Julianne Moore, Cate Blanchett, Carey Mulligan Push Back Against Sexism in Hollywood
Earlier this week we learned how sexism in Hollywood is dealt with by two major, mega-talented actors: Anne Hathaway and Sandra Bullock. Today, a new interview with actors Cate Blanchett, Anne Hathaway, Carey Mulligan, Ellen Page and Julianne Moore, all actors with impressive credits to their names and a hell of experience dealing with Hollywood’s sexism, calls even more attention to the problem.
These women are in the perfect position to critique Hollywood’s longstanding institutionalized sexism, as they are starring in possibly groundbreaking, definitely innovative films this year. In Freeheld, Julianne Moore plays a terminally ill New Jersey detective with a mission: to make sure her domestic partner, played by Ellen Page, receives her pension after her death.
In Carol, Cate Blanchett plays a 1950s housewife who falls in love with a woman, played by Rooney Mara.
Anne Hathaway helms the film The Intern, in which she plays the CEO of a start-up who hires a senior intern, played by Robert De Niro. And in Suffragette, Carey Mulligan, alongside Meryl Streep and Helena Bonham Carter, tells the oft-untold story of the suffragette movement in early 20th century Britain.
All these films this year tackle social issues and feature a stellar cast of female characters. These female-driven movies are pivotal to breaking down the institutionalized sexism still stubbornly apparent in Hollywood.
In an interview with The New York Times, in which it’s stated succinctly that the movie industry is “failing women,” all of these illustrious actors shared words of wisdom on this problem, and offered many thoughts and possible methods of “attack” to effect change.
Hathaway, who recently said that the ageism she experiences now as a female actor in her 30s had benefitted her 10 years ago, had some wisdom about the faults of a system she tried her hardest to ignore:
I’ve for many years tried to tell myself I wasn’t treated differently because I was a woman. And I just thought maybe if I say these things they will be true. I wish they were, but they’re not.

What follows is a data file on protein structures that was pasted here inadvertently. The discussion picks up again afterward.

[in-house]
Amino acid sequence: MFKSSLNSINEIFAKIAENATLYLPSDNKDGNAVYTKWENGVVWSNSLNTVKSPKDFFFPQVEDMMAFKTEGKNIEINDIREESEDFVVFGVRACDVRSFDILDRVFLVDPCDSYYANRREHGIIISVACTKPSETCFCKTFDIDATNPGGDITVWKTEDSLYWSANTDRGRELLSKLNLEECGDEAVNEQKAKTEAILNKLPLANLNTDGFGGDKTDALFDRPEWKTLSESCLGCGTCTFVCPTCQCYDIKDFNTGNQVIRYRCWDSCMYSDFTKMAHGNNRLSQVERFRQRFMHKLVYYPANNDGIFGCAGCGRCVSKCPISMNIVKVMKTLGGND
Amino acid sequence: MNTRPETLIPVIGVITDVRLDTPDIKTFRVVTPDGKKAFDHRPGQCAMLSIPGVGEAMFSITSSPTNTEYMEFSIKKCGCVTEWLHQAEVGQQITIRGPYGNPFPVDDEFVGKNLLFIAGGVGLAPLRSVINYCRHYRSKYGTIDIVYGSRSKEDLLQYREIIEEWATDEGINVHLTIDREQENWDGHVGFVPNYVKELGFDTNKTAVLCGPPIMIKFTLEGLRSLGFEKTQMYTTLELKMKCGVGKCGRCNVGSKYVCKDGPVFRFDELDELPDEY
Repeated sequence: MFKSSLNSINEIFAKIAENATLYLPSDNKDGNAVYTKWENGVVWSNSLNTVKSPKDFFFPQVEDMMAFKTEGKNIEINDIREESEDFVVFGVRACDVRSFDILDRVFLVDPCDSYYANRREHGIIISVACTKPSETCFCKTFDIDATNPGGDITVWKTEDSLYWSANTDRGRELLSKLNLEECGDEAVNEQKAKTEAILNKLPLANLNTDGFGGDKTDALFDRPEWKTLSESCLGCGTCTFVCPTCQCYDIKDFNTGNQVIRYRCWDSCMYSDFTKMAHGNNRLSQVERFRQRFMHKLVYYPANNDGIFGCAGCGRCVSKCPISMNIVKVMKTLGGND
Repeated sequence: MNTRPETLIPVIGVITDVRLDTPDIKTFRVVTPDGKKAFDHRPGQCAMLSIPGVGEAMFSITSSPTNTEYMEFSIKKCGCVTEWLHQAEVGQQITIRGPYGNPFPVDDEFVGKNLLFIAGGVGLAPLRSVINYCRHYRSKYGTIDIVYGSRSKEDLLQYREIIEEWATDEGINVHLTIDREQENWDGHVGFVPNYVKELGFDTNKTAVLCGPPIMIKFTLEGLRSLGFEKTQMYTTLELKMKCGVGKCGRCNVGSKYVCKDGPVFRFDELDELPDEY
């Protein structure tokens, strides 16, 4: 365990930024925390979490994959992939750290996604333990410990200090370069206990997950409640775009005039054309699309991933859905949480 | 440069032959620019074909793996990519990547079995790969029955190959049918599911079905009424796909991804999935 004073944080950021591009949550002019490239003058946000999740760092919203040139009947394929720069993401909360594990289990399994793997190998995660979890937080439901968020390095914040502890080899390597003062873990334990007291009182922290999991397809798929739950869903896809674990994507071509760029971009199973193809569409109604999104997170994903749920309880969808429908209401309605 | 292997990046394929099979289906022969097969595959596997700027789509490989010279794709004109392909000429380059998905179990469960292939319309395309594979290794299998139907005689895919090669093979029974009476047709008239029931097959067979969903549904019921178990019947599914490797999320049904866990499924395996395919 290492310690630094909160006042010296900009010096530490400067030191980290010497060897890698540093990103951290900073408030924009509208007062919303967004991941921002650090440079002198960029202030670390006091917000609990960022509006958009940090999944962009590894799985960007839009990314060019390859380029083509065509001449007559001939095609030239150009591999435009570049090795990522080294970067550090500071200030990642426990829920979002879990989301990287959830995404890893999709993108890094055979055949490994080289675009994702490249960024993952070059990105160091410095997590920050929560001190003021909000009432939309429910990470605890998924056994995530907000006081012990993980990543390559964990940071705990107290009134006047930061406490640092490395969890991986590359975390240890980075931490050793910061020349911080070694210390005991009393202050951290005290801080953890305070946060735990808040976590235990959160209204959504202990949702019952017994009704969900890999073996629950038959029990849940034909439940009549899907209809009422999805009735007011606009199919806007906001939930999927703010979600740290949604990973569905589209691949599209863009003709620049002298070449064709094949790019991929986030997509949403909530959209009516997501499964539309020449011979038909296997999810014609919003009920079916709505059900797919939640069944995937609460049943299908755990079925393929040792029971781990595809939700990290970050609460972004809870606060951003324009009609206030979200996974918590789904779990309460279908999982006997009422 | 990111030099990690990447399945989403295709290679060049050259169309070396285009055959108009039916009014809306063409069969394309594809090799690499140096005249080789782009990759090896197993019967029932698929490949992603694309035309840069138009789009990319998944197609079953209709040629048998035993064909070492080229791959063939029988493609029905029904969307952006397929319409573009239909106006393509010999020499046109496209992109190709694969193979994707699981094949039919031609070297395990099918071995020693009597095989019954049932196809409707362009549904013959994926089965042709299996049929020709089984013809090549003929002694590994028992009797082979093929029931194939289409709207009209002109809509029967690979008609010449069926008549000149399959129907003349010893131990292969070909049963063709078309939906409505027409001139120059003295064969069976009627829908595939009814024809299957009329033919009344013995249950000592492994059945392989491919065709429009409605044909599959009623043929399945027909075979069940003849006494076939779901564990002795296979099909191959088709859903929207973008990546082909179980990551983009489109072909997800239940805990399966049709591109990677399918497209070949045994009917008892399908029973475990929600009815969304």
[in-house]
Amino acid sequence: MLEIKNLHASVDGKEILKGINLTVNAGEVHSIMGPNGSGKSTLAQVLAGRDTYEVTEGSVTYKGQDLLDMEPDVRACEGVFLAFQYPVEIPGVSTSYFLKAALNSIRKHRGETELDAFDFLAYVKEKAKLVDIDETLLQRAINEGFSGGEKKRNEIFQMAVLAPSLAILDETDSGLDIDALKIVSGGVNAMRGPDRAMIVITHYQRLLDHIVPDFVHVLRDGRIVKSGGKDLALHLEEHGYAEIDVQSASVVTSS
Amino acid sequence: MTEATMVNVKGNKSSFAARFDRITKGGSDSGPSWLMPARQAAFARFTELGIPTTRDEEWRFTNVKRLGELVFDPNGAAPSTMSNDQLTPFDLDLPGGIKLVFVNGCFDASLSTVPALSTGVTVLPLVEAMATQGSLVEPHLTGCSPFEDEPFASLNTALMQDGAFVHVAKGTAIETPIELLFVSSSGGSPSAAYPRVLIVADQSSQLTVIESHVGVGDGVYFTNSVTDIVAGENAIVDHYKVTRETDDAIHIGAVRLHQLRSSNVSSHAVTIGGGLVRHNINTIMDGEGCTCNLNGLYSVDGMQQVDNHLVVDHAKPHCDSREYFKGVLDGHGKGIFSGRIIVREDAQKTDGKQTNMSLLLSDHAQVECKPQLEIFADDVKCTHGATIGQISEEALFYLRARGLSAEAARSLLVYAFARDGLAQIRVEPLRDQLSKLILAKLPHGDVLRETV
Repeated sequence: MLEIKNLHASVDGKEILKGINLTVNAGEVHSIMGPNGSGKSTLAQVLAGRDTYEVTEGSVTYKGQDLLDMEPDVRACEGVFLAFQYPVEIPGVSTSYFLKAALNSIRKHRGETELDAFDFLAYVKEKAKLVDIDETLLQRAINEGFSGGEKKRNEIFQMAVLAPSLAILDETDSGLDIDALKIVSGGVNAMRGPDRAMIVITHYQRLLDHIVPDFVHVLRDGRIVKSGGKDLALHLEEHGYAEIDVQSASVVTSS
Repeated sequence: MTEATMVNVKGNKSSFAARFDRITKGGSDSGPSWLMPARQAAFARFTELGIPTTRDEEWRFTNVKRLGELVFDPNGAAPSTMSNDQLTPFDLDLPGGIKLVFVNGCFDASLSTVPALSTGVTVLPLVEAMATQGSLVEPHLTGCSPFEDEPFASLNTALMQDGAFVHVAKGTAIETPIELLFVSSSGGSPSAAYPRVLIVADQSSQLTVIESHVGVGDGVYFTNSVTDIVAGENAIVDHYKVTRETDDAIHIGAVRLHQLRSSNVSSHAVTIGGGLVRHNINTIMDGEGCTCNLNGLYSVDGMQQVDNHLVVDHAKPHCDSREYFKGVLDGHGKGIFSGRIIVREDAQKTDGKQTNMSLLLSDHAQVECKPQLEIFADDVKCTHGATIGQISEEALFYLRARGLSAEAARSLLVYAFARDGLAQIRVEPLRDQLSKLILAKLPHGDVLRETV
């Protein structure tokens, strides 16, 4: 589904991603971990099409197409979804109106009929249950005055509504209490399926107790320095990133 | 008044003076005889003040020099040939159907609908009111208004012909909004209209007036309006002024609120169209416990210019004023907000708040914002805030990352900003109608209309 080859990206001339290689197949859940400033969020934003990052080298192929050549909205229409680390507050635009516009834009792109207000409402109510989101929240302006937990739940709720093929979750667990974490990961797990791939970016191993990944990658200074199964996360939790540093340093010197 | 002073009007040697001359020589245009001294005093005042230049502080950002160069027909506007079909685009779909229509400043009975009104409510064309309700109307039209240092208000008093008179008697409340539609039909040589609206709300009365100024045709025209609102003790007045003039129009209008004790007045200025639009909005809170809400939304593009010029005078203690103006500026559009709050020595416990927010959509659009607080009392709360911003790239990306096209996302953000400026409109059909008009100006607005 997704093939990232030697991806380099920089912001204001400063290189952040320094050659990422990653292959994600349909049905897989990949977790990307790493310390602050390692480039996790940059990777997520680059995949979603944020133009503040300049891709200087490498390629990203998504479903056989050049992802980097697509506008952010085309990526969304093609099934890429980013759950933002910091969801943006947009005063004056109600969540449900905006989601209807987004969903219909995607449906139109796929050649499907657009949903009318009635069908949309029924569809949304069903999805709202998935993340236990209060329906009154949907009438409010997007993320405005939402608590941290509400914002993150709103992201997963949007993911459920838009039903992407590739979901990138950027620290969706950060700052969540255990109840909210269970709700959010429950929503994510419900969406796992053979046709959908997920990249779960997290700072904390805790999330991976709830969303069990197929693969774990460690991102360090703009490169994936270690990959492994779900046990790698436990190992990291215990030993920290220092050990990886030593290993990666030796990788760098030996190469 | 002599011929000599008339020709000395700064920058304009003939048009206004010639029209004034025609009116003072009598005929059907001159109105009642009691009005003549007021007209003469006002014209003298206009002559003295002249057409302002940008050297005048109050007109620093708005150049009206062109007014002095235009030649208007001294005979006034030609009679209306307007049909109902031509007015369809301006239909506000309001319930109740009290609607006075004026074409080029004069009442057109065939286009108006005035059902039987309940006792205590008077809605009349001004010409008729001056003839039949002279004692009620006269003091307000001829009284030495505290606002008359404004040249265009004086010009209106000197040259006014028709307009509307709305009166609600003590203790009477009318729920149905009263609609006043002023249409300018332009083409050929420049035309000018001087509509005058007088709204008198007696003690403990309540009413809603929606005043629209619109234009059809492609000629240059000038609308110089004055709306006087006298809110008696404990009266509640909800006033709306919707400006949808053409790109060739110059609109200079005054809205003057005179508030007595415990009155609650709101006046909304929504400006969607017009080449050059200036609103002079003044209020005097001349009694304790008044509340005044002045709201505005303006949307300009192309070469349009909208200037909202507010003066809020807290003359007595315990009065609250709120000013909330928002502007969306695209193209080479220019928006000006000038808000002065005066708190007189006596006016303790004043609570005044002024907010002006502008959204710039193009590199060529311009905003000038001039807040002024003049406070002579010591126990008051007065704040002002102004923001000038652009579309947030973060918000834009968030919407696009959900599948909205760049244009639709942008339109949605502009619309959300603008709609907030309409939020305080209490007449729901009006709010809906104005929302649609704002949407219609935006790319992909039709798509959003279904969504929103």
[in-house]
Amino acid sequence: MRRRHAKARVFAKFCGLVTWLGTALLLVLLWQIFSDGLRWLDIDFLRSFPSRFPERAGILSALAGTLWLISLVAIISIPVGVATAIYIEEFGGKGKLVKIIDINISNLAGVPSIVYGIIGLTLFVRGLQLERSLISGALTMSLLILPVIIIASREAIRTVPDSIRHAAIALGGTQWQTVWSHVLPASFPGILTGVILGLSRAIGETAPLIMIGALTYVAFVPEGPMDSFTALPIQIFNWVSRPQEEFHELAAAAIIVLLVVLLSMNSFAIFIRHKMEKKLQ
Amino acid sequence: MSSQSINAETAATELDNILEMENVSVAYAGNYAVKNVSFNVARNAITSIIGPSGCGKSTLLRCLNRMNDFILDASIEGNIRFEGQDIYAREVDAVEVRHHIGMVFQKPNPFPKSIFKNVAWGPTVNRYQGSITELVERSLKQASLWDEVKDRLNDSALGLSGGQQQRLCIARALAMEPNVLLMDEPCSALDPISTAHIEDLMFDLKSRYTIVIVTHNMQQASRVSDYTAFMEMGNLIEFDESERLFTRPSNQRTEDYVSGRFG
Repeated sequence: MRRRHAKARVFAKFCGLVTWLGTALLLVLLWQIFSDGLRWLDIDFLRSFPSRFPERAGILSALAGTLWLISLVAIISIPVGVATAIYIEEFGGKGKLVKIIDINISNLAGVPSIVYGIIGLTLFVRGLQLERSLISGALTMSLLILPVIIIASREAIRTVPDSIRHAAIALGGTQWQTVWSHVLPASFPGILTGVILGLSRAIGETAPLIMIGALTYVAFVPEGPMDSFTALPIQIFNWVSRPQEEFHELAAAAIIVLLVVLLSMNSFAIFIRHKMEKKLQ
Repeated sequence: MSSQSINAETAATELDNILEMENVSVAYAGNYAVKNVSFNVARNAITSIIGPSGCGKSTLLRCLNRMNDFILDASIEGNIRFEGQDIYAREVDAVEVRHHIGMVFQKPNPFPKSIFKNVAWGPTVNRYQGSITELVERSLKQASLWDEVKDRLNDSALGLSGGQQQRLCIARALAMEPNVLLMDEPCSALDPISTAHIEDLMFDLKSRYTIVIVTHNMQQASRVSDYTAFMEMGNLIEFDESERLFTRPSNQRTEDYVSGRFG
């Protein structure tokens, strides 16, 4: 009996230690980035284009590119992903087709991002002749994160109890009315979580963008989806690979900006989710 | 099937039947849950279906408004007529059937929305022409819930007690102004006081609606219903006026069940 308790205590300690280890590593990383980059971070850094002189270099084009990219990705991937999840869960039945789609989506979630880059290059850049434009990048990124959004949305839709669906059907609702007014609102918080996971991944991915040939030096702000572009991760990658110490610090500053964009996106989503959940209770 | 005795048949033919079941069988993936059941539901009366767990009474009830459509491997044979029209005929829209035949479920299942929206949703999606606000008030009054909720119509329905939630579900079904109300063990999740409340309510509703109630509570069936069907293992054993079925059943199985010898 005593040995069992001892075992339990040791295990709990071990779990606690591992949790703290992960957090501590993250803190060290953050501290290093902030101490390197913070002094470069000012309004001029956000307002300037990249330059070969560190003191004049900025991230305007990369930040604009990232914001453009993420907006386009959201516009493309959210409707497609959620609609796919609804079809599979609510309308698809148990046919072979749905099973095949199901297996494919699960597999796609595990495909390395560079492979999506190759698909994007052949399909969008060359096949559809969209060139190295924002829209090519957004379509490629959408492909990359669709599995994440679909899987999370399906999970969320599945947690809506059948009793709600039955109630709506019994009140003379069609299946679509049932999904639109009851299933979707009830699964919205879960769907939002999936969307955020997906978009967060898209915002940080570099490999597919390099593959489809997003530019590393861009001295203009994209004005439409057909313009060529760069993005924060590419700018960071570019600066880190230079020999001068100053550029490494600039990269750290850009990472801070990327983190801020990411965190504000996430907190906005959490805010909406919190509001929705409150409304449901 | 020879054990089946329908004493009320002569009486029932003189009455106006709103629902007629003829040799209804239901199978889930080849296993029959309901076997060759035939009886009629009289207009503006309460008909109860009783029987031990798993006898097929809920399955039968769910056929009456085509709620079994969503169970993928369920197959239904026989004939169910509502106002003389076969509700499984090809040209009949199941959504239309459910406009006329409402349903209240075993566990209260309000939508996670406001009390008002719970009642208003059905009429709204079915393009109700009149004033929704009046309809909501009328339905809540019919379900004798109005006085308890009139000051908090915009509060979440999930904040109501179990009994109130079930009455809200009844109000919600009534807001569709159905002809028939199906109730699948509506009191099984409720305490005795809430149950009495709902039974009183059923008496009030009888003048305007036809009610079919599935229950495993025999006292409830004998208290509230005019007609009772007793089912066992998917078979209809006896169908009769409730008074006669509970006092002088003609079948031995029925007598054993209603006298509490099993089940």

Carey Mulligan, who gives a powerful performance in Suffragette, revealed that she “never experienced anything like” the filming of that movie, because it was populated with so many women and was produced by so many women. And both Blanchett and Moore ended this enlightening interview with the differing ways they push back against sexism in the industry, using their star power and influence to effect small, but lasting, change.
Blanchett stated that if the director tells her that she needs to be topless in a scene, she asks, “Do I?” She continues:
You have to fight back and claim the right to develop the character. Women need to empower themselves and claim even a character that’s written in a clichéd way. You don’t have to play it that way.
But Julianne Moore places more responsibility on changing Hollywood’s sexism on the audiences of these films. She stated:
Vote with your money. If there’s something you don’t like, don’t go, don’t pay for it. And if there’s a female-driven movie out there that you want to see, buy a ticket. That’s really what makes a difference. My husband laughs at me, but I just won’t go see movies with only men in them. I just can’t bear it.
Even Robert De Niro had some thoughts about this persistent problem. When asked if he thought change was happening, he stated that it “won’t happen overnight.” He continued, “There’s a slow process where the change comes, sometimes generationally.” We can only hope that with the efforts of these fabulously talented female actors, and with audiences consistently showing that we’d love to pay money for female-driven movies, that change, even slow change, will occur.